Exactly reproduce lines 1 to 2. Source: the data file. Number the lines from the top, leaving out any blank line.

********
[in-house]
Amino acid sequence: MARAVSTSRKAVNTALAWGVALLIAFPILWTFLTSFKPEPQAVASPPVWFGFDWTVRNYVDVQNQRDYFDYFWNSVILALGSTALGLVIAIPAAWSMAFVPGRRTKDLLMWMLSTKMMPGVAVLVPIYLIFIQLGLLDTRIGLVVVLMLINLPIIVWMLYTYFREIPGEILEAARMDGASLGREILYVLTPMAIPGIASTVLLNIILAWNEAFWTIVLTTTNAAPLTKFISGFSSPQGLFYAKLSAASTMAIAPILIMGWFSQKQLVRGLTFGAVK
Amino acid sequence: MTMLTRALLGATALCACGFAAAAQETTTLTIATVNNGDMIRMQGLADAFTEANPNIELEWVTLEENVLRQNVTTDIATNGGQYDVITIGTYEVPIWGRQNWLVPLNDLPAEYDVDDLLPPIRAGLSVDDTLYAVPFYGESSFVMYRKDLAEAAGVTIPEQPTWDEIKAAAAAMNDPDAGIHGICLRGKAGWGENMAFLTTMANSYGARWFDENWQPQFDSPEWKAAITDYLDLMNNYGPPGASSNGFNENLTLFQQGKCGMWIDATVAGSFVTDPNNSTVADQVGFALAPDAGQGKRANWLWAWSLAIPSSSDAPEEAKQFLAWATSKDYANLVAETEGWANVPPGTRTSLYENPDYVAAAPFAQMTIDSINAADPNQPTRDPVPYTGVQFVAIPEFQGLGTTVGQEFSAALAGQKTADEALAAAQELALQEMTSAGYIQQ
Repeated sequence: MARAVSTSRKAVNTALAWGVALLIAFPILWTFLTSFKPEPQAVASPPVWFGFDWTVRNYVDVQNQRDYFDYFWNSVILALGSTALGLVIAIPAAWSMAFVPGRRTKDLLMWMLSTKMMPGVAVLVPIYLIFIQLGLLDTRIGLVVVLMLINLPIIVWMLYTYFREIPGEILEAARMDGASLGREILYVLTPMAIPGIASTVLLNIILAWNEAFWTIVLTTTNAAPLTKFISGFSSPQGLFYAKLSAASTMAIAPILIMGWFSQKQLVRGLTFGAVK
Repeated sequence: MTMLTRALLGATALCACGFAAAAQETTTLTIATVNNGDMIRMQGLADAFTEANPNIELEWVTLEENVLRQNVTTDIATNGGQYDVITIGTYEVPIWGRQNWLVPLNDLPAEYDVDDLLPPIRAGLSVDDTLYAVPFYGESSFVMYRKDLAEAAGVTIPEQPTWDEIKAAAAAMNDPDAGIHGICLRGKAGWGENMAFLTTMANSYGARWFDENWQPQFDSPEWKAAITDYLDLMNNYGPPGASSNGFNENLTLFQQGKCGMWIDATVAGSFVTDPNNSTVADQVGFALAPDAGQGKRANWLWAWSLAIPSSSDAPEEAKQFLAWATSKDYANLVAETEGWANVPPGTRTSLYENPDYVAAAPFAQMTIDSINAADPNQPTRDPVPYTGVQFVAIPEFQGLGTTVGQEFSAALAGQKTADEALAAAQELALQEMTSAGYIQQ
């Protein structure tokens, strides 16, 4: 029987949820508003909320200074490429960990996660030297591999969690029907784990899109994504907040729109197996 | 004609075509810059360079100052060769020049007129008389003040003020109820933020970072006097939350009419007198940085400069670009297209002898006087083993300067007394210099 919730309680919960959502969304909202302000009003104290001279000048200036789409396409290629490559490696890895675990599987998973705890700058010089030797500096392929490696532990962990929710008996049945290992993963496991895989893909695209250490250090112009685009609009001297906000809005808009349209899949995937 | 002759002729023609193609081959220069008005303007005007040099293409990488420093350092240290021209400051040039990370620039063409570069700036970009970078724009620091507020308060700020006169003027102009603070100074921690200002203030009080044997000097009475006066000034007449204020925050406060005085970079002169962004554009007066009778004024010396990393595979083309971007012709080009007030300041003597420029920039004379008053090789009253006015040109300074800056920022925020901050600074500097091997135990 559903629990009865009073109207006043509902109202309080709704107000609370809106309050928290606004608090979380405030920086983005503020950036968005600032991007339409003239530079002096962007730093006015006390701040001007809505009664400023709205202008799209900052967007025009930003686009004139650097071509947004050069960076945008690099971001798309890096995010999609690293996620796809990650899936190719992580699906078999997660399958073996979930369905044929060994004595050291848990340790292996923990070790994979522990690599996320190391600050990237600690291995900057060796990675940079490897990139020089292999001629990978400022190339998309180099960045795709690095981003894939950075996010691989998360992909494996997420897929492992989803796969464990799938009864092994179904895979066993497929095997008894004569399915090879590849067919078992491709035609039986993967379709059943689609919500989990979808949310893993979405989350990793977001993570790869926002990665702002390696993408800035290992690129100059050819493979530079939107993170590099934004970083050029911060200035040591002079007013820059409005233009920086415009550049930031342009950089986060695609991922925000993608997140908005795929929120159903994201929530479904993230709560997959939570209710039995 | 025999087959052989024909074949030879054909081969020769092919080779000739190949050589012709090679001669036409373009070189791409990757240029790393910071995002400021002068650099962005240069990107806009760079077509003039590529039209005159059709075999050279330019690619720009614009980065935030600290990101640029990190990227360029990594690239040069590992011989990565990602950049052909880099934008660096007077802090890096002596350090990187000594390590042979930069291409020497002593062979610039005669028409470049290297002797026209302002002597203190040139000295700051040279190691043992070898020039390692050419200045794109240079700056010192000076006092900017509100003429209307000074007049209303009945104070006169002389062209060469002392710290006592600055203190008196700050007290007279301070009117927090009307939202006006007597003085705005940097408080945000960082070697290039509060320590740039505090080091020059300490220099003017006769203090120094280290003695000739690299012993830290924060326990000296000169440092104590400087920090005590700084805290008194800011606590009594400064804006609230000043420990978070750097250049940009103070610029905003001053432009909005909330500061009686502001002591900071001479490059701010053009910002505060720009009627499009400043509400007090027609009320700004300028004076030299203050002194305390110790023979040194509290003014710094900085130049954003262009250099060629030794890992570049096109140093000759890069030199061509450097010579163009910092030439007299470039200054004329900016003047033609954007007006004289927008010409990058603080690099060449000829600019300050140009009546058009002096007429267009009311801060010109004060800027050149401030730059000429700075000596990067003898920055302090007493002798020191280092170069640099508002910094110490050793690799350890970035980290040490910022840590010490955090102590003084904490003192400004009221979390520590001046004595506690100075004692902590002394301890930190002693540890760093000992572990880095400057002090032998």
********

[in-house]
Amino acid sequence: MARAVSTSRKAVNTALAWGVALLIAFPILWTFLTSFKPEPQAVASPPVWFGFDWTVRNYVDVQNQRDYFDYFWNSVILALGSTALGLVIAIPAAWSMAFVPGRRTKDLLMWMLSTKMMPGVAVLVPIYLIFIQLGLLDTRIGLVVVLMLINLPIIVWMLYTYFREIPGEILEAARMDGASLGREILYVLTPMAIPGIASTVLLNIILAWNEAFWTIVLTTTNAAPLTKFISGFSSPQGLFYAKLSAASTMAIAPILIMGWFSQKQLVRGLTFGAVK